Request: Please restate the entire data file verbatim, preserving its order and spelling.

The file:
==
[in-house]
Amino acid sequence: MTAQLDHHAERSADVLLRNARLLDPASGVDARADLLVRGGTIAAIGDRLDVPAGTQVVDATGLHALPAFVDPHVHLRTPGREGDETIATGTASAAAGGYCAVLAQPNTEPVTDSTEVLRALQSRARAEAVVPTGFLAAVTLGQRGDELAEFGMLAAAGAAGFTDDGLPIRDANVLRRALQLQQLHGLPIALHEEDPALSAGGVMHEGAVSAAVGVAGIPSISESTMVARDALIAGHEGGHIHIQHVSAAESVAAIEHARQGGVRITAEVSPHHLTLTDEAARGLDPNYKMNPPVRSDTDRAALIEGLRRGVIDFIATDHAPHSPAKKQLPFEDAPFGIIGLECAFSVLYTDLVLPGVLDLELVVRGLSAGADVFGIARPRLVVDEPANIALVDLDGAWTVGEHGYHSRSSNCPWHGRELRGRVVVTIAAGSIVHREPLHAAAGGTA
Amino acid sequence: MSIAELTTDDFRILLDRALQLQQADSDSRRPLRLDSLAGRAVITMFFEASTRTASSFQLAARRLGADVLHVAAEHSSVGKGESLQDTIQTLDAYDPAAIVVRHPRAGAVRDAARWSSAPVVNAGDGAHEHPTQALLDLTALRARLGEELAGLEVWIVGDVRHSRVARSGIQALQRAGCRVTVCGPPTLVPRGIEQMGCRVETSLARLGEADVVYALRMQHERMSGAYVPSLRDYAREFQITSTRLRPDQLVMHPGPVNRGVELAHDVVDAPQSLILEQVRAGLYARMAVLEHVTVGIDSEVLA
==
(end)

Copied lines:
[in-house]
Amino acid sequence: MTAQLDHHAERSADVLLRNARLLDPASGVDARADLLVRGGTIAAIGDRLDVPAGTQVVDATGLHALPAFVDPHVHLRTPGREGDETIATGTASAAAGGYCAVLAQPNTEPVTDSTEVLRALQSRARAEAVVPTGFLAAVTLGQRGDELAEFGMLAAAGAAGFTDDGLPIRDANVLRRALQLQQLHGLPIALHEEDPALSAGGVMHEGAVSAAVGVAGIPSISESTMVARDALIAGHEGGHIHIQHVSAAESVAAIEHARQGGVRITAEVSPHHLTLTDEAARGLDPNYKMNPPVRSDTDRAALIEGLRRGVIDFIATDHAPHSPAKKQLPFEDAPFGIIGLECAFSVLYTDLVLPGVLDLELVVRGLSAGADVFGIARPRLVVDEPANIALVDLDGAWTVGEHGYHSRSSNCPWHGRELRGRVVVTIAAGSIVHREPLHAAAGGTA
Amino acid sequence: MSIAELTTDDFRILLDRALQLQQADSDSRRPLRLDSLAGRAVITMFFEASTRTASSFQLAARRLGADVLHVAAEHSSVGKGESLQDTIQTLDAYDPAAIVVRHPRAGAVRDAARWSSAPVVNAGDGAHEHPTQALLDLTALRARLGEELAGLEVWIVGDVRHSRVARSGIQALQRAGCRVTVCGPPTLVPRGIEQMGCRVETSLARLGEADVVYALRMQHERMSGAYVPSLRDYAREFQITSTRLRPDQLVMHPGPVNRGVELAHDVVDAPQSLILEQVRAGLYARMAVLEHVTVGIDSEVLA